Cookies Policy
X

This site uses cookies. By continuing to browse the site you are agreeing to our use of cookies.

I accept this policy

Find out more here

How NGOs Advance Corporate Social Responsibility in China

No metrics data to plot.
The attempt to load metrics for this article has failed.
The attempt to plot a graph for these metrics has failed.
The full text of this article is not currently available.

Brill’s MyBook program is exclusively available on BrillOnline Books and Journals. Students and scholars affiliated with an institution that has purchased a Brill E-Book on the BrillOnline platform automatically have access to the MyBook option for the title(s) acquired by the Library. Brill MyBook is a print-on-demand paperback copy which is sold at a favorably uniform low price.

Access this article

+ Tax (if applicable)
Add to Favorites

image of The China Nonprofit Review

On the basis of four NGO case studies, this article considers how NGOs promote corporate social responsibility (CSR) from the angle of resource mobilization. NGOs’ approaches to promoting CSR can be divided into three types: cooperative, independent, and oppositional. Within the cooperative approach, there are two types of relationships between NGOs and enterprises. In the first, “integrated” social enterprise approach, NGO and enterprises are highly codependent. In the second, the NGO cooperates as an entity external to the enterprise. The independent approach has the NGO acting as a third-party examiner, and, based on its cooperation with a famous international organization, performing CSR evaluation and training for Mainland processing enterprises. The oppositional approach consists of NGOs using social movements to cast light on whether or not enterprises are fulfilling their social responsibilities. NGOs’ different levels of resources determine the power dynamics between them and enterprises. Those different power dynamics, in turn, determine the methods and strategies NGOs will use to try to compel enterprises to take on social responsibility and determine the kinds of relationships that form. These different approaches also reflect that NGOs lack institutional protections for their efforts to stimulate CSR. Currently, their efforts to advance CSR have not yet been able to develop into institutionally diverse models.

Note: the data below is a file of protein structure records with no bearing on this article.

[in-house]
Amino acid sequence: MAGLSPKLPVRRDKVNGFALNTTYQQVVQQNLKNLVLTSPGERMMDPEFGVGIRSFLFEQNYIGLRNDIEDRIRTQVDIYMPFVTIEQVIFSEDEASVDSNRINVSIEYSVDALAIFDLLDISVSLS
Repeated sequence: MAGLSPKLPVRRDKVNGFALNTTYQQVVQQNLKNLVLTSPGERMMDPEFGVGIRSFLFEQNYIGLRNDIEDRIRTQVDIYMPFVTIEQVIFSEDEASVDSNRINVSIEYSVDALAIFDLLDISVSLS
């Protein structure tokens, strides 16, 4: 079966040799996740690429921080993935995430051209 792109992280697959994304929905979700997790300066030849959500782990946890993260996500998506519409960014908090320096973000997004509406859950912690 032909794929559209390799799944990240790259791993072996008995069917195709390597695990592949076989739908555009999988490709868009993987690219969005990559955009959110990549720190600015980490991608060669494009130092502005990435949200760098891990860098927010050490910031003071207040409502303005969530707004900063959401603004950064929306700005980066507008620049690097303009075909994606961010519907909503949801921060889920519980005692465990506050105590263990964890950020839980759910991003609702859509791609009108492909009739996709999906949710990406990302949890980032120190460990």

Affiliations: 1: Email: yjn0773@163.com

10.1163/187651411X566702
/content/journals/10.1163/187651411x566702
dcterms_title,pub_keyword,dcterms_description,pub_author
6
3
Loading
Loading

Full text loading...

/content/journals/10.1163/187651411x566702
Loading

Data & Media loading...

http://brill.metastore.ingenta.com/content/journals/10.1163/187651411x566702
Loading

Article metrics loading...

/content/journals/10.1163/187651411x566702
2011-01-01
2016-10-01

Sign-in

Can't access your account?
  • Key

  • Full access
  • Open Access
  • Partial/No accessInformation